The city was buzzing as museums, Government buildings and shops were all open for business. It was 9pm on Friday but this was no ordinary evening. Welcome to København’s Kulturnatten 2014 – Copenhagen’s very own Culture Night.
As we wanted our four-year-old son to experience this event, we couldn’t visit every attraction we would have liked. But what we did enjoy was great family entertainment. We climbed up the long and winding equestrian staircase to the top of the Round Tower (Rundetårn) and saw Copenhagen at night.
It holds Europe’s oldest observatory, where my son looked through an enormous telescope to catch his first close-up glimpse of the moon .
The Round Tower also holds the beautiful Trinitatis chapel as well as a library for the scholars at the time. Both were open to visitors wanting to take part in this unique evening.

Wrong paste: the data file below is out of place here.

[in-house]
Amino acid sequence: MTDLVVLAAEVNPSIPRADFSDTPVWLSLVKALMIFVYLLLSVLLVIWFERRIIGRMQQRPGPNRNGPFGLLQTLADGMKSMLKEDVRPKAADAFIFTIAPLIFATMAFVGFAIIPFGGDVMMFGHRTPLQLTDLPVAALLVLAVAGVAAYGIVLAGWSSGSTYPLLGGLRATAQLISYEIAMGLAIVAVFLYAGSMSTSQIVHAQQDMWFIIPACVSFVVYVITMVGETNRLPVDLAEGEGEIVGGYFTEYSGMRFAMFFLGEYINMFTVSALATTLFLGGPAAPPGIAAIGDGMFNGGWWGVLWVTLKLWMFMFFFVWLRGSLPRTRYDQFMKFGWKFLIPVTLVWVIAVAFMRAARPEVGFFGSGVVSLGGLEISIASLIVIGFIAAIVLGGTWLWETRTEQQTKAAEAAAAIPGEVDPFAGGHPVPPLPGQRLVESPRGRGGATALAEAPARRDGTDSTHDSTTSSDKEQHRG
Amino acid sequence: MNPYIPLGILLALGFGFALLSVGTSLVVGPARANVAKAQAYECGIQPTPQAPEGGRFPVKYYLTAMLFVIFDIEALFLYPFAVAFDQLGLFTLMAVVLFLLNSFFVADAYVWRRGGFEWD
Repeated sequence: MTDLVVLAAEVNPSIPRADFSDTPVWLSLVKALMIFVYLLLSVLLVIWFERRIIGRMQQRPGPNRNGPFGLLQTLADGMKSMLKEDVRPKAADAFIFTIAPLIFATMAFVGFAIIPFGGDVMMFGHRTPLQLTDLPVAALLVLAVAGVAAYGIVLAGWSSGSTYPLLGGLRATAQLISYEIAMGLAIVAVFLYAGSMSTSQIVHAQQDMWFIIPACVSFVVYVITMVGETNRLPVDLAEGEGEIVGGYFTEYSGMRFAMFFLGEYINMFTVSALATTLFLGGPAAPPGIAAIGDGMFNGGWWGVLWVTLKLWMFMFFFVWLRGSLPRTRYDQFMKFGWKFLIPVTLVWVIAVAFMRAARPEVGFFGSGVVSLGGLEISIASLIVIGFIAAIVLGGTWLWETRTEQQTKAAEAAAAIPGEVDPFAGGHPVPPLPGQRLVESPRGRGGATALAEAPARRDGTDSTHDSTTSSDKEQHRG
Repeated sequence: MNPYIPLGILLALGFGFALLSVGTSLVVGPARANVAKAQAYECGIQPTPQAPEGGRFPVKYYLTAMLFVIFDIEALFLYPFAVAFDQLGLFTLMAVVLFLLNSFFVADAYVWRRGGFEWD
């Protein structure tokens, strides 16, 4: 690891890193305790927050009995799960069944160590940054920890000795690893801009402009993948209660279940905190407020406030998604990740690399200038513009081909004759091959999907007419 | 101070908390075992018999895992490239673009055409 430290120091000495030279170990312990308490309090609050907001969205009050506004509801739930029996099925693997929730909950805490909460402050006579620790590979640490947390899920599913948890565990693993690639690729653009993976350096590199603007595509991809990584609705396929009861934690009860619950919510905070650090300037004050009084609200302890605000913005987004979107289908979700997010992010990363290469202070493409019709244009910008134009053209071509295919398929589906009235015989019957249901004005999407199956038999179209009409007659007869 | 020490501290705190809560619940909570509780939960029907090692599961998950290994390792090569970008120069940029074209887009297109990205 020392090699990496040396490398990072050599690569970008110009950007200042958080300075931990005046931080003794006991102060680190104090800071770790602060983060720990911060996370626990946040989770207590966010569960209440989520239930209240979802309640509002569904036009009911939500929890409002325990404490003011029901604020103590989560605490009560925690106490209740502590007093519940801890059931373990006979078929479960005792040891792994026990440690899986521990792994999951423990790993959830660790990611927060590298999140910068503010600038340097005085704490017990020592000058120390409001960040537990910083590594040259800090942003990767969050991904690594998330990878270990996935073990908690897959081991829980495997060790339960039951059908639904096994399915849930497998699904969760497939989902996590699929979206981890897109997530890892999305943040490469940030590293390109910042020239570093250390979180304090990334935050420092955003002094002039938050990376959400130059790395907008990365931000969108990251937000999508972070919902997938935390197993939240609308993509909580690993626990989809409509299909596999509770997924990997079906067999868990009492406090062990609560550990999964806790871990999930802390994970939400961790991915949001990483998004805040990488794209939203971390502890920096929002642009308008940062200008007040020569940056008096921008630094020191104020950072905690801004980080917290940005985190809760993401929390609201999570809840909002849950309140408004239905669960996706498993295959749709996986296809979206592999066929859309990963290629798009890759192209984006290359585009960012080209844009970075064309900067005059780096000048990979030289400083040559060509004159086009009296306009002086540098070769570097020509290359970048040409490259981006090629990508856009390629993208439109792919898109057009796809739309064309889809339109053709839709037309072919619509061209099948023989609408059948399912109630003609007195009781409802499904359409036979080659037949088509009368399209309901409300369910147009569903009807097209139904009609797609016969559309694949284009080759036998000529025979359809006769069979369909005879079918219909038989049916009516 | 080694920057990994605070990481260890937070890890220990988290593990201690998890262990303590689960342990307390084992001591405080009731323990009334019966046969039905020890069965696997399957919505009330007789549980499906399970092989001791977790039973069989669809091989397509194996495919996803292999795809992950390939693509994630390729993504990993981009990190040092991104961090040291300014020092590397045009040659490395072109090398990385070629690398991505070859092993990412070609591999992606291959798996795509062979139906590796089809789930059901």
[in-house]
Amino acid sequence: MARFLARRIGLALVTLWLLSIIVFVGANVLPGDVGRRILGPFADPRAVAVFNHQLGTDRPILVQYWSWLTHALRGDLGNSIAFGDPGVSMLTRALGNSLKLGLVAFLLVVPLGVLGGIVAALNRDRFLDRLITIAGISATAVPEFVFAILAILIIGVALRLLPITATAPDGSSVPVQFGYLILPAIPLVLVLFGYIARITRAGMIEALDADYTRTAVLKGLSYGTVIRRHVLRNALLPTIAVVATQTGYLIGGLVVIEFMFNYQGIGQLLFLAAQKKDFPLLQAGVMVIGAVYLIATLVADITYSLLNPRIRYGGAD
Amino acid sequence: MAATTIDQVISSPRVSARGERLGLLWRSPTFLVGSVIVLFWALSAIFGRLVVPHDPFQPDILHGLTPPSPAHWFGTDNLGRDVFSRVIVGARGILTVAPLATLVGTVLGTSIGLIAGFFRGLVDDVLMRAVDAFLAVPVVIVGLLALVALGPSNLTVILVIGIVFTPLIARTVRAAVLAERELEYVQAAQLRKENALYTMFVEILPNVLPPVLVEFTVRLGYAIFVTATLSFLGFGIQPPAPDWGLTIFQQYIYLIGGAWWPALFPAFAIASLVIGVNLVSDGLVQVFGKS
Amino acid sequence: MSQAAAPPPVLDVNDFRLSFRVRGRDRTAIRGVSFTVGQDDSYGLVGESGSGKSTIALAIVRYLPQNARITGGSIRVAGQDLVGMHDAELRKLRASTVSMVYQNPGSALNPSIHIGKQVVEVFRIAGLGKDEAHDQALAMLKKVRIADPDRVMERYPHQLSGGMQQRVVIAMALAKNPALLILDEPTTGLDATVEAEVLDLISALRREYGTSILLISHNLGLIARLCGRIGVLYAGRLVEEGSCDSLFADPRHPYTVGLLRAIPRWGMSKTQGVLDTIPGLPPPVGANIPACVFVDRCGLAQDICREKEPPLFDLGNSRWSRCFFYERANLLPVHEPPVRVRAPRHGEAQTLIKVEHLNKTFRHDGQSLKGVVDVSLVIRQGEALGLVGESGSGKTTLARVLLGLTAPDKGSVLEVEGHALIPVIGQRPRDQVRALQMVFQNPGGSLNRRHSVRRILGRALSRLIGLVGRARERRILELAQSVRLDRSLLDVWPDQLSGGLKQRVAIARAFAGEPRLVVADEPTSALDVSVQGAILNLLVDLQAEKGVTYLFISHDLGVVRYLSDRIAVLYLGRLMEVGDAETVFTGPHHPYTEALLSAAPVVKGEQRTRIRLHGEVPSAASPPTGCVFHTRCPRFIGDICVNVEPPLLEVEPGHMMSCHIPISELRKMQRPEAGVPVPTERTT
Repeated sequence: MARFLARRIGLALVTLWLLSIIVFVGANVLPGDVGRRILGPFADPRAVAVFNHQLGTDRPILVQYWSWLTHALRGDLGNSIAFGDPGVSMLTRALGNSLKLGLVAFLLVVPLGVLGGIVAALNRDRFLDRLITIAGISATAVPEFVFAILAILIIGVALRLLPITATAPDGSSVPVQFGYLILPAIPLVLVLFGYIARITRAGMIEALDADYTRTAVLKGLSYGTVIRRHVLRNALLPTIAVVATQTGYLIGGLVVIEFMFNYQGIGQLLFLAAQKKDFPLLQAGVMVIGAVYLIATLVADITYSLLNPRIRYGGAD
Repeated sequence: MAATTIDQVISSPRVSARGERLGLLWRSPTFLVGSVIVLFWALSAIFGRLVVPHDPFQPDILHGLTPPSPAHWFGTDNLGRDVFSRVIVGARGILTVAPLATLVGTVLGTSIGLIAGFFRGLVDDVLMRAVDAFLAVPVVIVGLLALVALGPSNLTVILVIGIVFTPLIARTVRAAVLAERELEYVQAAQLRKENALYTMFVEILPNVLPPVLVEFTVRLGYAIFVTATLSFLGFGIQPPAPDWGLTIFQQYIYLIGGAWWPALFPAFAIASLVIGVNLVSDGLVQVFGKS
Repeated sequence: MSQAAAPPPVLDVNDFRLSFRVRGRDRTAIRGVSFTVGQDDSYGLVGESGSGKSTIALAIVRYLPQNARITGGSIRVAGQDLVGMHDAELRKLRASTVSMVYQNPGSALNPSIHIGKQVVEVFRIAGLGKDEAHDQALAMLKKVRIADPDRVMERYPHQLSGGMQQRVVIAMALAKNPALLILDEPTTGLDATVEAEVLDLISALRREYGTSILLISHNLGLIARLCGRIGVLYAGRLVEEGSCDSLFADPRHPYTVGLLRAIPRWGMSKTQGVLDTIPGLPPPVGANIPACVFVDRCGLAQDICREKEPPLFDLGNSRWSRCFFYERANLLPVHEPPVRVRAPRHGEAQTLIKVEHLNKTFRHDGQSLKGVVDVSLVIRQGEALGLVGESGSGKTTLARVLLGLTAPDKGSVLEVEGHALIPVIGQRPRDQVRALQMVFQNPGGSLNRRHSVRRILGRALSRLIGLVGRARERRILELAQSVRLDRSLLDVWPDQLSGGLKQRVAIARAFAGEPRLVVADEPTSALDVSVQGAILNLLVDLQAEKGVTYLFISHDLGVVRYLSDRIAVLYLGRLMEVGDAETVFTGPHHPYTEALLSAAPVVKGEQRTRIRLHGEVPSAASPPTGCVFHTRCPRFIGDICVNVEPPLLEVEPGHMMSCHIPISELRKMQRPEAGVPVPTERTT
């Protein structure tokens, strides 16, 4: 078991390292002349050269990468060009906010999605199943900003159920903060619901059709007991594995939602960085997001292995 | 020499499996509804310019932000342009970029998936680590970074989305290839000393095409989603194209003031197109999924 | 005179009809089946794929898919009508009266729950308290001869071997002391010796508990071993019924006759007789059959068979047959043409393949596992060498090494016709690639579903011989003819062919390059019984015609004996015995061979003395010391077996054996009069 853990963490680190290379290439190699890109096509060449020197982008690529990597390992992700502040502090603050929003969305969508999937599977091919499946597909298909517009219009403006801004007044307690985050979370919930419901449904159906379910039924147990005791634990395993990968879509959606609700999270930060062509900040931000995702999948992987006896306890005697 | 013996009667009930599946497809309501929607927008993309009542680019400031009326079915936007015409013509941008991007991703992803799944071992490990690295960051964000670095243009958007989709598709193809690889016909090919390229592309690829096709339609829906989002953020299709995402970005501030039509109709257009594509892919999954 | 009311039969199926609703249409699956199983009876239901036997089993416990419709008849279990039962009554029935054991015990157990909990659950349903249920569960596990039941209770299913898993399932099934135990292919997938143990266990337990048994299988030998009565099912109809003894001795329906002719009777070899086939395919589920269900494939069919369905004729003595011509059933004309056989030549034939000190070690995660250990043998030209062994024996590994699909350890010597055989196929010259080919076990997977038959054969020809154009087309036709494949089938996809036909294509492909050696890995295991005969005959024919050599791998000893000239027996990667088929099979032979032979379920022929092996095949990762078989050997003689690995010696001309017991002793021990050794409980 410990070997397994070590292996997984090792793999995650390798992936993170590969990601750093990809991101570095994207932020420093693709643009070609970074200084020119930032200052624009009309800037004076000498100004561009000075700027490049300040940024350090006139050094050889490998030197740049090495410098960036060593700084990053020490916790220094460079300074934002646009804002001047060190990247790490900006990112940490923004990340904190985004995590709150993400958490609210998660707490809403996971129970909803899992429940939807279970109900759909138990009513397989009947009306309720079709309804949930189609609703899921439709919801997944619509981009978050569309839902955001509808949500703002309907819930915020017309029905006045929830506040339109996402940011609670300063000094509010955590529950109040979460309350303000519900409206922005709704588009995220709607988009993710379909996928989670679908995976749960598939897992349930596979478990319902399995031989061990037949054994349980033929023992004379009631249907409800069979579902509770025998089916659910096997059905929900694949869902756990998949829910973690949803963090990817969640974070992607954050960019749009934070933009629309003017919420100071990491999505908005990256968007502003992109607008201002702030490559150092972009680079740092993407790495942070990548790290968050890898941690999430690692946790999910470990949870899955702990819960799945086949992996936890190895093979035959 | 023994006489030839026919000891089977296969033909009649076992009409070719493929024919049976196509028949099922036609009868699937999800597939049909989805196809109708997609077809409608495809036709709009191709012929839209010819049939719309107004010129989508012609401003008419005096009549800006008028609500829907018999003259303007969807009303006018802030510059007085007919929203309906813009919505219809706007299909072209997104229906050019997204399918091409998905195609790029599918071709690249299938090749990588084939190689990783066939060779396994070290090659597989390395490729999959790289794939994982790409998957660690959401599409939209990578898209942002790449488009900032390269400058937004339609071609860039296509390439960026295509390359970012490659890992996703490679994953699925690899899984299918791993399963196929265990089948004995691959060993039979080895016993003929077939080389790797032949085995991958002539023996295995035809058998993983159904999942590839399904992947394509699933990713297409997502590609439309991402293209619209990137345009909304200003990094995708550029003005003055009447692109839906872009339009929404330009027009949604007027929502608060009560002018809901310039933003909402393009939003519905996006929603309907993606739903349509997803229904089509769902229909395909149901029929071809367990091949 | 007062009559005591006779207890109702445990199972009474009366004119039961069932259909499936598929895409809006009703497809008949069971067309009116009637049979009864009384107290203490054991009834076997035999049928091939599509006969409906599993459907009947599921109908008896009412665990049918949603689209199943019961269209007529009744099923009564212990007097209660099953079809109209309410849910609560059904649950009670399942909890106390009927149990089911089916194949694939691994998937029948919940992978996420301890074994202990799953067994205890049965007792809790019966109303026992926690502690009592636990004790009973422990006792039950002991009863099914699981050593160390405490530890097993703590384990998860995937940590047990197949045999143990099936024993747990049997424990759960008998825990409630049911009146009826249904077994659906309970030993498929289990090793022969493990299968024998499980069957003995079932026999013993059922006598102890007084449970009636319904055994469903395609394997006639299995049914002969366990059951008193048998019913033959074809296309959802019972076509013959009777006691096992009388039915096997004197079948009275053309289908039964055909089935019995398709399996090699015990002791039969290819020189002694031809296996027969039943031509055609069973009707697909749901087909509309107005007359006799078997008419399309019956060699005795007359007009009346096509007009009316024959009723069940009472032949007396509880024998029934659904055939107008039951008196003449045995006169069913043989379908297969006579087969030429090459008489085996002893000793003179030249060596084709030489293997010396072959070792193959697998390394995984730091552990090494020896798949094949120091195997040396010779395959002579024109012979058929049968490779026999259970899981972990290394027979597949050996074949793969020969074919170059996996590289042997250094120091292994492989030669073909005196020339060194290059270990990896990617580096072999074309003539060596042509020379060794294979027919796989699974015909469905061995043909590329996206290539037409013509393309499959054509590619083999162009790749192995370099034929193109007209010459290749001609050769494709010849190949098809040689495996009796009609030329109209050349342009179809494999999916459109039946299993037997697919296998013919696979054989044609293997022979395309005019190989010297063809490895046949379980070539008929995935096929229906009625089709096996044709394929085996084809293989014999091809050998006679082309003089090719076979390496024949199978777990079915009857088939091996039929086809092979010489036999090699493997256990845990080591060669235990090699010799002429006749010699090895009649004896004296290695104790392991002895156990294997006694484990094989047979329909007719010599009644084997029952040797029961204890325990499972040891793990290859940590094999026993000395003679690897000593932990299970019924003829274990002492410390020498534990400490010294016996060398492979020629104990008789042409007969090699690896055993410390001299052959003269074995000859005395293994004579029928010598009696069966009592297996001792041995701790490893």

Over at the Danish Institute for Study Abroad (DIS), the American students had turned the courtyard into a haunted house. Outside there were fires to toast marshmallows and chairs where we could drink hot cider full of spices.
With students dressed as zombies, covered in fake blood and bits of intestine, it wasn’t quite what I had imagined for my son. But he and his friend Charlotte, enjoyed it so much they went back for a second look.
All over Copenhagen there was live music, street food and a carnival atmosphere. It was fantastic and all for 90 kroner per adult (roughly £10) or free for children.
These events happen in other parts of the world but wouldn’t it be great if they were much more common? Because this is the way to get young and old interested in the culture and history of where they are living in a fun and entertaining way.